Nearly vertical rock walls are like elevators for bass, as the fish can easily rise and descend through the water column for feeding and/or comfort reasons without venturing far from their security zone. Calling this a major fall pattern, particularly in his East Tennessee home waters, Bassmaster Elite Skylar Hamilton holds bluffs in high regard.
“The good thing about bluffs is you can catch fish on them all year, fish even spawn on them,” Hamilton said. “They’re really good later in the fall and into winter they get really good, because the fish are coming out (of the creeks) to the deeper water for the wintertime patterns.
“You still have a lot of bait on those bluff walls, you still have a lot of bream. They like those steeper bluffs as we get closer to winter.”
Before sustained cold sets in, Hamilton finds the fish using the entire length of a bluff for feeding purposes. In any season, fish value the ability to pin prey against an unyielding boundary with immediate access to depth variances.
“Instead of having all these different directions for their food to go, they have one side completely blocked off,” Hamilton said. “That just takes away one escape route for the food they’re trying to eat.
Leverage the layout
With bluff walls generally comprising the vertical wall, a step and a tapering end, Hamilton usually starts on the latter. Noting that the bluff end varies from a slow, tapering point or a regular main lake point, Hamilton compares this part of the structure to an intersection.
“I usually start on the bluff end, because that often determines if it’s going to be a good one or not,” he said. “It’s a high-percentage area, like a bridge. If there’s a fish traveling from the creek to the bluff, or from the creek to the main lake, they’re probably going to go past that bluff end at some point.
“Bluff ends have fish going by constantly so it’s a good place to fish in the fall. That’s not to say you won’t go down the wall and catch some fish, but if you hit a good bluff end and catch a couple of fish, then that bluff will be a good one to fish. It just eliminates wasted time.”
Hamilton also notes that bluff walls lacking distinctly tapered ends are not be ignored: vertical walls upriver, for example. However, speaking specifically of fall patterns, those bluffs outside of creek mouths and their characteristic ends are money.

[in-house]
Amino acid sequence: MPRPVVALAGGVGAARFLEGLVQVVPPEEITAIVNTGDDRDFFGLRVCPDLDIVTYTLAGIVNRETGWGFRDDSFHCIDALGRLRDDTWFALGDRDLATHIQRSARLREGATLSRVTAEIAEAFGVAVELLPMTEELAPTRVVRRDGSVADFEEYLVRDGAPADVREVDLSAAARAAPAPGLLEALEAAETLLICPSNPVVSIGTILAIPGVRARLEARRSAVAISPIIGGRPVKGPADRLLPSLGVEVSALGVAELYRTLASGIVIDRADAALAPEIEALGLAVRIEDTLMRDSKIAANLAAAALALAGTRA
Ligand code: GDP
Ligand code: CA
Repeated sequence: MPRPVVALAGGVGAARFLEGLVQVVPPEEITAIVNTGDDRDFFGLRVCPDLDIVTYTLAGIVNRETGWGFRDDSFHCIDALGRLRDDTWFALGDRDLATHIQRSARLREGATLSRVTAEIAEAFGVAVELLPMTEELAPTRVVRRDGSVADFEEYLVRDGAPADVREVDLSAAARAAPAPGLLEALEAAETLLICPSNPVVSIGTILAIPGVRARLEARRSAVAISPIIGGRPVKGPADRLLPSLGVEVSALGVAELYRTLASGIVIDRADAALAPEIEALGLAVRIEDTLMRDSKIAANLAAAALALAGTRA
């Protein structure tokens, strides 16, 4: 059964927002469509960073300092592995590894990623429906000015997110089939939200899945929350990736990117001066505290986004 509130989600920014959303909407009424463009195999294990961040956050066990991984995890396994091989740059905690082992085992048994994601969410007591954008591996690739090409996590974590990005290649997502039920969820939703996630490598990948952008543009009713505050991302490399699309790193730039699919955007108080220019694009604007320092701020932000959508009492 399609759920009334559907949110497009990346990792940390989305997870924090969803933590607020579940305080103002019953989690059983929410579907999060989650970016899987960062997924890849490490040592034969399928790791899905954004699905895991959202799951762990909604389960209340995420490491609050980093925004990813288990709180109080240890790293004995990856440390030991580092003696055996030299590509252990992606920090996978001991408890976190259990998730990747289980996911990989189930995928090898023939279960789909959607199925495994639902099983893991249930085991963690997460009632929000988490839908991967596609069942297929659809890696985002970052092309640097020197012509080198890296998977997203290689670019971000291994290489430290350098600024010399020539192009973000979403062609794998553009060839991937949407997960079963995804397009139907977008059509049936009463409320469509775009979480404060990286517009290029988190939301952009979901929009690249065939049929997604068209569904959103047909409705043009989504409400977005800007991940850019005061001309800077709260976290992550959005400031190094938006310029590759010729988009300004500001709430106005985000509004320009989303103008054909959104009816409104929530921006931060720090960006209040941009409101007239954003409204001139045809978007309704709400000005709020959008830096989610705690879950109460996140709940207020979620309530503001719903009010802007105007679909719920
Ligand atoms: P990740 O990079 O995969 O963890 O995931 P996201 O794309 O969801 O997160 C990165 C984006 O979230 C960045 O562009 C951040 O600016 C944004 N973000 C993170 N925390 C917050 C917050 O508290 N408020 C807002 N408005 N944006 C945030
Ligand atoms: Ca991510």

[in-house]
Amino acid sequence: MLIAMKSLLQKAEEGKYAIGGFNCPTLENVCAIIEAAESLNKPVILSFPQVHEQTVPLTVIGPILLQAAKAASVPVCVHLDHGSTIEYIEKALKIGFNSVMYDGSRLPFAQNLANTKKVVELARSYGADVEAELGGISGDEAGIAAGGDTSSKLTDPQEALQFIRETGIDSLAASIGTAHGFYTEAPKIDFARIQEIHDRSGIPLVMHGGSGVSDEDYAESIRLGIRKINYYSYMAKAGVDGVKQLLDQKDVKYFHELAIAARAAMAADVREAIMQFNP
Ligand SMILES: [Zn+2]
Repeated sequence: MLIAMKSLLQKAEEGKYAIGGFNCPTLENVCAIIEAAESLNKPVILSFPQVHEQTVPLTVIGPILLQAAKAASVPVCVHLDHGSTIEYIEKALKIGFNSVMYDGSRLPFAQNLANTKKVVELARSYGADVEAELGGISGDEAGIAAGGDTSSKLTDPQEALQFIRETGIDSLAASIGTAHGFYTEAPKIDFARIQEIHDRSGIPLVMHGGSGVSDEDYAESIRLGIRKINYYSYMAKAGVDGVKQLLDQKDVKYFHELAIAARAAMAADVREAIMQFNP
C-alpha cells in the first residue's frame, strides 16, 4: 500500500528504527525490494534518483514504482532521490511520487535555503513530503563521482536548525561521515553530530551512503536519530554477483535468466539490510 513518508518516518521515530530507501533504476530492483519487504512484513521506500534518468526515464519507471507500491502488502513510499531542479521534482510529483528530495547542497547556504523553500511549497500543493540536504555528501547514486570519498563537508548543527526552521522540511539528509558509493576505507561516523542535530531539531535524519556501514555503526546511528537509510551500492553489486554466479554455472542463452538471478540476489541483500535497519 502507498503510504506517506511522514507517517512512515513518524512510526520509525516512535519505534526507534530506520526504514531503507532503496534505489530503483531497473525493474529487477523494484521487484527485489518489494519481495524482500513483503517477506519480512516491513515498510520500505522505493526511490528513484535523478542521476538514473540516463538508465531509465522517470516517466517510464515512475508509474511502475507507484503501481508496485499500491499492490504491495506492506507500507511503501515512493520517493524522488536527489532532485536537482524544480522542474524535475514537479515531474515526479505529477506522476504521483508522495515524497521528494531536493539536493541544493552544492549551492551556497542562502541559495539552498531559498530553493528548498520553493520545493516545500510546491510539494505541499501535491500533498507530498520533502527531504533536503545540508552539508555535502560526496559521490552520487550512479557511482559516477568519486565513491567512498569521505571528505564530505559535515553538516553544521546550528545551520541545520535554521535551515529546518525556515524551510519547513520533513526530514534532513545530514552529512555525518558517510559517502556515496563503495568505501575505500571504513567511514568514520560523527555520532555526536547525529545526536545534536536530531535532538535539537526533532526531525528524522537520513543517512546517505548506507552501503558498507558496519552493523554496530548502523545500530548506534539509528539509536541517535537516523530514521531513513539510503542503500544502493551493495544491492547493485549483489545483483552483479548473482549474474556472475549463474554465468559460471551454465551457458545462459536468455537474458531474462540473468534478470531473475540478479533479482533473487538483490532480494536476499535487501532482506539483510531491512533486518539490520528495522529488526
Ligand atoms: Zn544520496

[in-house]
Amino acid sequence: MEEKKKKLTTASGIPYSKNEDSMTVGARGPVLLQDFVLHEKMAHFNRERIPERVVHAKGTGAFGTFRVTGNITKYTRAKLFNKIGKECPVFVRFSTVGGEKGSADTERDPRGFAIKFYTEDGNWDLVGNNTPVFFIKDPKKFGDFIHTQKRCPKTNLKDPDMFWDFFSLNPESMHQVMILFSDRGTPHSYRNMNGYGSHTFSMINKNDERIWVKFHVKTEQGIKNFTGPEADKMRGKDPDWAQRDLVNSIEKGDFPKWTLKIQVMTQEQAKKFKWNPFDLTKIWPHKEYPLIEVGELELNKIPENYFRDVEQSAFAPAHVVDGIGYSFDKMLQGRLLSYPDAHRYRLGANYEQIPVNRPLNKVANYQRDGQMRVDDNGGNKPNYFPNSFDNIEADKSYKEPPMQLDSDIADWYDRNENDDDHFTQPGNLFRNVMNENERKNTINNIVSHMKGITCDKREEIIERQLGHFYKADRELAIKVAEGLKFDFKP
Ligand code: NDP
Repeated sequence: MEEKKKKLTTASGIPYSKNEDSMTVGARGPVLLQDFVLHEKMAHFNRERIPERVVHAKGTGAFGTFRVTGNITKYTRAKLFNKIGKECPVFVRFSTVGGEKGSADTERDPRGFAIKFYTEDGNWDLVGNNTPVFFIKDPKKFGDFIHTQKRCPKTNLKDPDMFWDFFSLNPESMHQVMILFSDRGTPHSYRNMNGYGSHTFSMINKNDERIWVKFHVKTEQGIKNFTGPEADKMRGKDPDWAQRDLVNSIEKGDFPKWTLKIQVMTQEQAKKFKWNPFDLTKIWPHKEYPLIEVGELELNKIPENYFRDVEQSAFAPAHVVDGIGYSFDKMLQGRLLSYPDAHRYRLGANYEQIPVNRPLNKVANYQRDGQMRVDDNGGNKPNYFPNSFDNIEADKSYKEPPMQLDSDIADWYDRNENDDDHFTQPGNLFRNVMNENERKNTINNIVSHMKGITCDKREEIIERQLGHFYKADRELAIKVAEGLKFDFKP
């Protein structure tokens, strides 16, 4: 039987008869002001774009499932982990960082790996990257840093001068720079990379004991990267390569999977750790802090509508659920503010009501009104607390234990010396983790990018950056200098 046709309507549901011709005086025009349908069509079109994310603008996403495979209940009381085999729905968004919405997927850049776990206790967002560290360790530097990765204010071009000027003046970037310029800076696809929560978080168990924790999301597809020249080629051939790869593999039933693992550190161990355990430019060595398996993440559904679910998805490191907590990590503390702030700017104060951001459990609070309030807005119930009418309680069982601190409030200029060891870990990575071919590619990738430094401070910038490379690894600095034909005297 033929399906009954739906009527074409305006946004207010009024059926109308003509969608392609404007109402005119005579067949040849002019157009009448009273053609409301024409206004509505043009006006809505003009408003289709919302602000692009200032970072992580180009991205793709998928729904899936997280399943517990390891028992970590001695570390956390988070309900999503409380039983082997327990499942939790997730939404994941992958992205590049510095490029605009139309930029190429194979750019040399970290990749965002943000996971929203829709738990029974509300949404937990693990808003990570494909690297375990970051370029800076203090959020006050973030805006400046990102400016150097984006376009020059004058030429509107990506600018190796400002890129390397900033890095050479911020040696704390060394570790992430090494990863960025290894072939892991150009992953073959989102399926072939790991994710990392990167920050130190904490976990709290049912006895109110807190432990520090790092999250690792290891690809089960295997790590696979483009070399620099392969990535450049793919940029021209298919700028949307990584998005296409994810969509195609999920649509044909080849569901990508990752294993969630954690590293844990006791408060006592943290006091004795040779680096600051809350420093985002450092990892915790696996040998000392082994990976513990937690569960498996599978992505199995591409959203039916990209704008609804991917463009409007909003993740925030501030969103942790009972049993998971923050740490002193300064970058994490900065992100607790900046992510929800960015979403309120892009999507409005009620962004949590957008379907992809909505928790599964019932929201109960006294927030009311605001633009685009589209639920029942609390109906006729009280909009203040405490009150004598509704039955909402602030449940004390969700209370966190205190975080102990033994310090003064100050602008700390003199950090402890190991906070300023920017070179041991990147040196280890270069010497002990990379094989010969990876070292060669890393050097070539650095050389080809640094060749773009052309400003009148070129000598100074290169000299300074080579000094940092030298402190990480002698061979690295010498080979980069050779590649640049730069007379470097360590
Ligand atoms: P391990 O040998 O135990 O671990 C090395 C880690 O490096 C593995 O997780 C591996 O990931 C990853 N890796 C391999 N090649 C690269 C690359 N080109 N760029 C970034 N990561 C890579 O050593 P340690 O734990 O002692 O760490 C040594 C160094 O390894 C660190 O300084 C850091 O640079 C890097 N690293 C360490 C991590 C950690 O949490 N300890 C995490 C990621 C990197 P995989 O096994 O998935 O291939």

The presence of baitfish schools and/or bream is a must for consistent fish attraction, but Hamilton also likes to see a few more key features.
“One thing I really look for on bluffs is the type of rock. Is it a bigger rock, a slate rock or a step type of rock?” he said. “It’s going to be different, depending on where you are in the country, but the good thing about bluffs is they all usually have fish, regardless of the type of rock.
“There may be some that are better and you may have to figure out what they want to be on at that given time.”
Hamilton also likes to see additional hard targets like boat docks and laydowns. These fish magnets provide ambush spots, so they’re always worth a few shots.
Notably, fellow Elite Mike Huff lit up the Bassmaster LIVE coverage this year by catching a 7-pound, 13-ounce stud on the final morning of the Guaranteed Rate Bassmaster Elite at Chickamauga Lake.
“I always want to be near a major creek in the fall because a lot of fish are traveling to the creeks to eat and then coming out for the wintertime,” Hamilton said. “I’m not looking for a long straightaway bluff wall that’s away from everything; I want it to be near a population of fish.
“It might be a 2- to 3-mile stretch between two major creeks on the main lake. It could be near a choke point on the main lake where it narrows down and there’s a little more current.”
As far as conditions, warm, sunny days tend to bring the bait and the fish higher, while cold snaps push everyone deeper. Cloudy conditions might find the fish suspended.
Wind’s another plus, as the fish tend to chase those moving baits better on a windward bluff — especially a windblown bluff end. Using the reaction baits allows Hamilton to cover water faster to find fish.